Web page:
Analysis of Cost Impact of HIV/AIDS on Health Service Provision in Nine Regions, Tanzania: Methodological Challenges and Lessons for Policy
GM Mubyazi, AJ Mwisongo, EA Makundi, K Pallangyo, HM Malebo, JM Mshana, KP Senkoro, WN Kisinza, Y Ipuge, P Hiza, SM Magesa, AY Kitua, MN Malecela
Rwanda Journal of Health Sciences , 2012,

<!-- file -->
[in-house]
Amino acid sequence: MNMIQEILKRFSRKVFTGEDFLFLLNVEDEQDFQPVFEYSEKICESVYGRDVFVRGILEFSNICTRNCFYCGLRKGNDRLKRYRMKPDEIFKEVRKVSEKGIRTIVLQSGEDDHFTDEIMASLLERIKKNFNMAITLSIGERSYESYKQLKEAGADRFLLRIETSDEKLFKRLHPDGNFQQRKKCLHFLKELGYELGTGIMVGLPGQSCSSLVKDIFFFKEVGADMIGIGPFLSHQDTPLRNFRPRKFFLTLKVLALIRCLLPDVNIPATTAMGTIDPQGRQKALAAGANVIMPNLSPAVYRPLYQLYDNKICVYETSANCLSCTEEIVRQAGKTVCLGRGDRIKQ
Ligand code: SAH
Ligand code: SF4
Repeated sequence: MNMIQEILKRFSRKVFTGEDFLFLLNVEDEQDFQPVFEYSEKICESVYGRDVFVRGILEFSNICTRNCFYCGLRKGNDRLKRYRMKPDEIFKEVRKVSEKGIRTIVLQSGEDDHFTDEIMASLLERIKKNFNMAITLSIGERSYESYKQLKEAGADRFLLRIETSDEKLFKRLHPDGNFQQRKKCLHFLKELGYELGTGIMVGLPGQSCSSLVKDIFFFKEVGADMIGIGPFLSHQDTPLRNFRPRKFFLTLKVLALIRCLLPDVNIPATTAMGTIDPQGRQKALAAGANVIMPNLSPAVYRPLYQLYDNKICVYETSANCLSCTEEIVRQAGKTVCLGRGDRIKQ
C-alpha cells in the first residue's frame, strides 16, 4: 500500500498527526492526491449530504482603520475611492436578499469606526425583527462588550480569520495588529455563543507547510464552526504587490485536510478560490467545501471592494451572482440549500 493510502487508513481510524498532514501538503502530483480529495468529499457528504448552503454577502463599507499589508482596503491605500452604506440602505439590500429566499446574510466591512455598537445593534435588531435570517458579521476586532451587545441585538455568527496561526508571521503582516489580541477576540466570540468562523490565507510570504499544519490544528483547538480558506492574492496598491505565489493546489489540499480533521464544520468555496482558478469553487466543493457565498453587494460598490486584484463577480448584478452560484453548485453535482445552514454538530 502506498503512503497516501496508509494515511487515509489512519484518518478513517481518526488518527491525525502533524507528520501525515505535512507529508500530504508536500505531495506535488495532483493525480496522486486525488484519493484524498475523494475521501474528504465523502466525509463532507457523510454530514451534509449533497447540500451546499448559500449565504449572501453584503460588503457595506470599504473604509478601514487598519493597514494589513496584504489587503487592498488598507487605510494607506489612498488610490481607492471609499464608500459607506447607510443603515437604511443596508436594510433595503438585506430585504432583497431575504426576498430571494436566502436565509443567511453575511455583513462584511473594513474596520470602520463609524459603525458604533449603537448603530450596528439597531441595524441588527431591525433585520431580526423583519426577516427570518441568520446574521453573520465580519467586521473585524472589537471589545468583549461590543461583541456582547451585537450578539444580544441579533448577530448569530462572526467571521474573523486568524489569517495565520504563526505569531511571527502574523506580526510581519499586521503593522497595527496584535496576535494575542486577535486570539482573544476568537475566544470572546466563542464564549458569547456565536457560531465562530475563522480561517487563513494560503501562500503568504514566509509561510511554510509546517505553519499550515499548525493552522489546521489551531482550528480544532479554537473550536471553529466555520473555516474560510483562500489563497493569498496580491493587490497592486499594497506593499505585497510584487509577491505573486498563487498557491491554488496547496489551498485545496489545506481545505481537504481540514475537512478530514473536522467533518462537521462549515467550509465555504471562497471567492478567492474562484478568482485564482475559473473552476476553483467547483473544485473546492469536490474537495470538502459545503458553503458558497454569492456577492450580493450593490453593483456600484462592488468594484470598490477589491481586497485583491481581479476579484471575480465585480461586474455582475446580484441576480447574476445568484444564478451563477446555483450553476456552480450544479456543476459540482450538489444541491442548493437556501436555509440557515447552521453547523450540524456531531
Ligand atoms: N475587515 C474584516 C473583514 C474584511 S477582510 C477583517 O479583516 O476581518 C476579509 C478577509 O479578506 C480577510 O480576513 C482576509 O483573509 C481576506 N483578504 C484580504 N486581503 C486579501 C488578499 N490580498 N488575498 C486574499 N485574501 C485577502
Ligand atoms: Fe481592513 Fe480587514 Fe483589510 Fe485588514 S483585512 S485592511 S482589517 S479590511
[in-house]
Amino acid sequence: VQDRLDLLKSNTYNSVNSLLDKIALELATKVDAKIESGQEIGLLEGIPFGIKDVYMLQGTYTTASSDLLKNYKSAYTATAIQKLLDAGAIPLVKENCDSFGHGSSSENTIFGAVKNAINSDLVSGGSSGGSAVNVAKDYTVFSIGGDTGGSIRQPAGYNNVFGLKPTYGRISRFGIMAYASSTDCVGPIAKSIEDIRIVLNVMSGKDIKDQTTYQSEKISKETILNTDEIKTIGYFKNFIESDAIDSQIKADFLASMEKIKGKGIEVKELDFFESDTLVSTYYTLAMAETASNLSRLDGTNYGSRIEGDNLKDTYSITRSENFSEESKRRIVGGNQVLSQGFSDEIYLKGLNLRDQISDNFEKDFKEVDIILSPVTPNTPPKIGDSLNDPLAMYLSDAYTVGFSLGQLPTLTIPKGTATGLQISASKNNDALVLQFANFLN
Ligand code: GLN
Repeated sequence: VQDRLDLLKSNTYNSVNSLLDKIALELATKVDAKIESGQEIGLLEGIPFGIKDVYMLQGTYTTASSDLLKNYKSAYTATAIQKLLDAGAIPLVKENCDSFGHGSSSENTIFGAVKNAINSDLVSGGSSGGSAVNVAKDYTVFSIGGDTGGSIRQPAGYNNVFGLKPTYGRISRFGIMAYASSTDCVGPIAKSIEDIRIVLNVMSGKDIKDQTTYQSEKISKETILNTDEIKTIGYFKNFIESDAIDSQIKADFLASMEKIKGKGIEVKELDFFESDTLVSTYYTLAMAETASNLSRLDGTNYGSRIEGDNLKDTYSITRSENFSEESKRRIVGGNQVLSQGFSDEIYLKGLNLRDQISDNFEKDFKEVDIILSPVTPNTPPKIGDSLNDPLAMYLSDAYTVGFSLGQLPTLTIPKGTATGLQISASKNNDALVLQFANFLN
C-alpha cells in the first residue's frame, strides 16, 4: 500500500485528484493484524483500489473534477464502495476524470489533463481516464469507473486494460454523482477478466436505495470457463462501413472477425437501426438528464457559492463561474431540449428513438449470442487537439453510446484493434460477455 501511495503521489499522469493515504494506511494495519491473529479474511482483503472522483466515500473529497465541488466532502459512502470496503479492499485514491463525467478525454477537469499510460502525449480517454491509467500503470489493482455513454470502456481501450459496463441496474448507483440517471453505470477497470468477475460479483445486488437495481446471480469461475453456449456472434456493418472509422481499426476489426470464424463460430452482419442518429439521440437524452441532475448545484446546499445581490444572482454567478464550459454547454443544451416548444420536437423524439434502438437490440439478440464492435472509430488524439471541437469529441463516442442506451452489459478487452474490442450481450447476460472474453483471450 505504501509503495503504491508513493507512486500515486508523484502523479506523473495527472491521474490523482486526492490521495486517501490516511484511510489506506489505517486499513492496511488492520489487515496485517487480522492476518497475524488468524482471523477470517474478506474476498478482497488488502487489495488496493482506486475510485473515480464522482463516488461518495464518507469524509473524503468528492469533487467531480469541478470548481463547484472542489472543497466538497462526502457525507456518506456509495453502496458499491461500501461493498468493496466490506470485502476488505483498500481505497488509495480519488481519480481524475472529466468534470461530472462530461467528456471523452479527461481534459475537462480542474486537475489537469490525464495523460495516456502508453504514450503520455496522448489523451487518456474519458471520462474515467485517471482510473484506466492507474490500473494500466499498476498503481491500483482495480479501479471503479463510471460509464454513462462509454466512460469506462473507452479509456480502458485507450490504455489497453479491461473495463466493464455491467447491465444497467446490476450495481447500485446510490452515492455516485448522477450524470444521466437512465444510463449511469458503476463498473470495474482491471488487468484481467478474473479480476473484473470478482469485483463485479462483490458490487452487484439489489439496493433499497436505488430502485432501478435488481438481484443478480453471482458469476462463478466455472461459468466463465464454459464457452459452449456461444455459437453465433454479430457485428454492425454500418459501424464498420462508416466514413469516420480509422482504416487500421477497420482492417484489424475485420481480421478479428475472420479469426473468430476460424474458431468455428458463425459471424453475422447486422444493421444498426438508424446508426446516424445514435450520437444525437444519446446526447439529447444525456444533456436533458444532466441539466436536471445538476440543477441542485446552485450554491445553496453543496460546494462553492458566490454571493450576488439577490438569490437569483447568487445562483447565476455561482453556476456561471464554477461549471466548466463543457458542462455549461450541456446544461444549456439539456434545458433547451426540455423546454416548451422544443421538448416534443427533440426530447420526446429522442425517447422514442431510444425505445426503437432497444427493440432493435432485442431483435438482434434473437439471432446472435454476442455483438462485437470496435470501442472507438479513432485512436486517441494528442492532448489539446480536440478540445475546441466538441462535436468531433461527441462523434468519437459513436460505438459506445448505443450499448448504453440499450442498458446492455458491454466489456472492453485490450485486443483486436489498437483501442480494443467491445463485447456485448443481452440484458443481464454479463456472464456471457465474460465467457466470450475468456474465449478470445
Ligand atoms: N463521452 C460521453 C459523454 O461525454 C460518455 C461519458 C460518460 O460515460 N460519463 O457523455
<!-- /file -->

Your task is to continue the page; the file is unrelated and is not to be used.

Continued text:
Abstract: Background: Tanzania is one of African countries that have since 1983 been facing the human immuno-deficiency virus-acquired immune-deficiency syndrome (HIV-AIDS) pandemic, thereby, drawing attention to the general public, the governmental and non-governmental organizations and government’s partner development agencies. Due to few socio-economic studies done so far to evaluate the impact this pandemic, a study was designed and undertaken in 2001 to analyse how this disease had impacted on health service provision in Tanzania from a cost perspective. Methods: The study involved a review of health service management information documents at selected health facilities in nine regions within mainland Tanzania, interviews with health service workers (HWs) at selected health facilities and health managers at district and regional levels as well as focus group discussions with people living with HIV/AIDS (PLWA). Findings: We noted that on average, HIV/AIDS caused 72% of all the deaths recorded at the study hospitals. The health management information system (HMIS) missed some data in relation to HIV/AIDS services, including the costs of such services which limited the investigators’ ability to determine the actual costs impact. Using their experience, health managers and HWs reported substantial amounts of funds, labour time, supplies and other resources to have been spent on HIV/AIDS preventive and curative services. The frontline HWs reported to face a problem of identifying the PLWA among those who presented multiple illness conditions at HF levels which means sometimes the services given to such people could not be separated for easy costing from services delivered to other categories of the patients. Such respondents and their superiors (i.e. Health managers) testified that PLWA were being screened and receiving treatment. HWs were concerned with spending much time on counselling PLWA, attending home-based care, sick-leaves and funeral ceremonies either after their relatives or co-staff have died of AIDS, lowering time for delivering services to other patients. HWs together with their superiors at district and regional levels reported increasing shortages of essential supplies, office-working space and other facilities at HF levels, although actual costs of such items were not documented. Conclusion: The cost impact of HIV/AIDS to the health sector is undoubtedly high even though it is not easy to establish the cost of each service delivered to PLWA in Tanzania. As adopted in the present study, designers of methods for analysing impacts of diseases like this should consider a mixture of both quantitative and qualitative techniques. Meanwhile concerted measures are needed to improve health service record keeping so as enhancing data usability for research and rational management decision-making purposes.